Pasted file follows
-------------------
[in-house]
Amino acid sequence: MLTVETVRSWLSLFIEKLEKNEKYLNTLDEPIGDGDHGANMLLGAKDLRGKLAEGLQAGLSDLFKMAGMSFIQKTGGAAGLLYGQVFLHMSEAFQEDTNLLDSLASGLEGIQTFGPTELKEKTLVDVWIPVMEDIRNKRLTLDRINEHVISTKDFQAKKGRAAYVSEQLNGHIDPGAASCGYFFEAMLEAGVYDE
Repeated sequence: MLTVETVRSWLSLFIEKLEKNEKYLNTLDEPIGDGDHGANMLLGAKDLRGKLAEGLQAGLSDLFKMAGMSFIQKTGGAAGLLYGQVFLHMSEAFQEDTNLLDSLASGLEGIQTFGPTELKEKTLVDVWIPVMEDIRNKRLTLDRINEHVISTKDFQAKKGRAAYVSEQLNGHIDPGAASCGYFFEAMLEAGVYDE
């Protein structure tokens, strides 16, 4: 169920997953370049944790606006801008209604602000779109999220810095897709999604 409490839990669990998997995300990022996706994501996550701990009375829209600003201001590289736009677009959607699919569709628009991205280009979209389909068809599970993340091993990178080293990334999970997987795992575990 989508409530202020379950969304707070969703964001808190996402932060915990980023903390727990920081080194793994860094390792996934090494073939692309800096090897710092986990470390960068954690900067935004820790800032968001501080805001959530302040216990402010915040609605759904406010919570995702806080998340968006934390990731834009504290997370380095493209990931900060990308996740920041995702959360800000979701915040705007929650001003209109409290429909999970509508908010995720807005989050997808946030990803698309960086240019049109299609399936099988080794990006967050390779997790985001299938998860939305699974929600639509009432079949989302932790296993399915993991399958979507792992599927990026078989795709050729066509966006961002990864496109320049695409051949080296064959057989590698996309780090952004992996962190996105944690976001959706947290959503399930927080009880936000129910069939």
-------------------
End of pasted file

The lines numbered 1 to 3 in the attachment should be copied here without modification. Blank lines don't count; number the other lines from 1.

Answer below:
[in-house]
Amino acid sequence: MLTVETVRSWLSLFIEKLEKNEKYLNTLDEPIGDGDHGANMLLGAKDLRGKLAEGLQAGLSDLFKMAGMSFIQKTGGAAGLLYGQVFLHMSEAFQEDTNLLDSLASGLEGIQTFGPTELKEKTLVDVWIPVMEDIRNKRLTLDRINEHVISTKDFQAKKGRAAYVSEQLNGHIDPGAASCGYFFEAMLEAGVYDE
Repeated sequence: MLTVETVRSWLSLFIEKLEKNEKYLNTLDEPIGDGDHGANMLLGAKDLRGKLAEGLQAGLSDLFKMAGMSFIQKTGGAAGLLYGQVFLHMSEAFQEDTNLLDSLASGLEGIQTFGPTELKEKTLVDVWIPVMEDIRNKRLTLDRINEHVISTKDFQAKKGRAAYVSEQLNGHIDPGAASCGYFFEAMLEAGVYDE